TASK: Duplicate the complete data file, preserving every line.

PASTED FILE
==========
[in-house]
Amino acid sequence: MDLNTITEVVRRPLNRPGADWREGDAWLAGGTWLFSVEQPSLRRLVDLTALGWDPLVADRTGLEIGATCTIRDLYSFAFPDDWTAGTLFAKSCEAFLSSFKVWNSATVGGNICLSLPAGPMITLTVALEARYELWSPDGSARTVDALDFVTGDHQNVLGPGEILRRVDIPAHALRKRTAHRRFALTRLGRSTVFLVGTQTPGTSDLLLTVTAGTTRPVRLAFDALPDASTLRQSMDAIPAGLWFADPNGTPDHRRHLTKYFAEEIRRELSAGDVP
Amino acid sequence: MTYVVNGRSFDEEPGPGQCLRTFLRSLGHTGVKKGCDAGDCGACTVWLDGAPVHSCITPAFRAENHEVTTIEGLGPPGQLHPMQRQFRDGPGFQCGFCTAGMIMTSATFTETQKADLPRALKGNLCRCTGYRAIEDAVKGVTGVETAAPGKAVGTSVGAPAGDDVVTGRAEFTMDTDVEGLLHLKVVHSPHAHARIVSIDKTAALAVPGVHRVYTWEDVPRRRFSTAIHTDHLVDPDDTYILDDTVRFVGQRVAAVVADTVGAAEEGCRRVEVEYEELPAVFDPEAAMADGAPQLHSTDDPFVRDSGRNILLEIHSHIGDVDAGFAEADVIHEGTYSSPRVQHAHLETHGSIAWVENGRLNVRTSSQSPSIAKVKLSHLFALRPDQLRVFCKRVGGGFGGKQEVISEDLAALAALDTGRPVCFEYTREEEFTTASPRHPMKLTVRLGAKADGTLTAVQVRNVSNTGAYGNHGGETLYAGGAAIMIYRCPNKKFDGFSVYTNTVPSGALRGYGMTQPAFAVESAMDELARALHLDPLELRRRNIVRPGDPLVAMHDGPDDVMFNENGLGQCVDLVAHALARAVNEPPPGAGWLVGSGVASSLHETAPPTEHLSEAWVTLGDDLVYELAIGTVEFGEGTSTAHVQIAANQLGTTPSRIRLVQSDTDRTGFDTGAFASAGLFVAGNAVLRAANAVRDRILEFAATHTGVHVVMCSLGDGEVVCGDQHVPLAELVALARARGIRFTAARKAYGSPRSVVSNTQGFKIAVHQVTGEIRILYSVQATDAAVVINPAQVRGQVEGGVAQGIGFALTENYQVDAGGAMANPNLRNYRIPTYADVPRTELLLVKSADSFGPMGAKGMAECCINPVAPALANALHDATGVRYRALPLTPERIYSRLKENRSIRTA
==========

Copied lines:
[in-house]
Amino acid sequence: MDLNTITEVVRRPLNRPGADWREGDAWLAGGTWLFSVEQPSLRRLVDLTALGWDPLVADRTGLEIGATCTIRDLYSFAFPDDWTAGTLFAKSCEAFLSSFKVWNSATVGGNICLSLPAGPMITLTVALEARYELWSPDGSARTVDALDFVTGDHQNVLGPGEILRRVDIPAHALRKRTAHRRFALTRLGRSTVFLVGTQTPGTSDLLLTVTAGTTRPVRLAFDALPDASTLRQSMDAIPAGLWFADPNGTPDHRRHLTKYFAEEIRRELSAGDVP
Amino acid sequence: MTYVVNGRSFDEEPGPGQCLRTFLRSLGHTGVKKGCDAGDCGACTVWLDGAPVHSCITPAFRAENHEVTTIEGLGPPGQLHPMQRQFRDGPGFQCGFCTAGMIMTSATFTETQKADLPRALKGNLCRCTGYRAIEDAVKGVTGVETAAPGKAVGTSVGAPAGDDVVTGRAEFTMDTDVEGLLHLKVVHSPHAHARIVSIDKTAALAVPGVHRVYTWEDVPRRRFSTAIHTDHLVDPDDTYILDDTVRFVGQRVAAVVADTVGAAEEGCRRVEVEYEELPAVFDPEAAMADGAPQLHSTDDPFVRDSGRNILLEIHSHIGDVDAGFAEADVIHEGTYSSPRVQHAHLETHGSIAWVENGRLNVRTSSQSPSIAKVKLSHLFALRPDQLRVFCKRVGGGFGGKQEVISEDLAALAALDTGRPVCFEYTREEEFTTASPRHPMKLTVRLGAKADGTLTAVQVRNVSNTGAYGNHGGETLYAGGAAIMIYRCPNKKFDGFSVYTNTVPSGALRGYGMTQPAFAVESAMDELARALHLDPLELRRRNIVRPGDPLVAMHDGPDDVMFNENGLGQCVDLVAHALARAVNEPPPGAGWLVGSGVASSLHETAPPTEHLSEAWVTLGDDLVYELAIGTVEFGEGTSTAHVQIAANQLGTTPSRIRLVQSDTDRTGFDTGAFASAGLFVAGNAVLRAANAVRDRILEFAATHTGVHVVMCSLGDGEVVCGDQHVPLAELVALARARGIRFTAARKAYGSPRSVVSNTQGFKIAVHQVTGEIRILYSVQATDAAVVINPAQVRGQVEGGVAQGIGFALTENYQVDAGGAMANPNLRNYRIPTYADVPRTELLLVKSADSFGPMGAKGMAECCINPVAPALANALHDATGVRYRALPLTPERIYSRLKENRSIRTA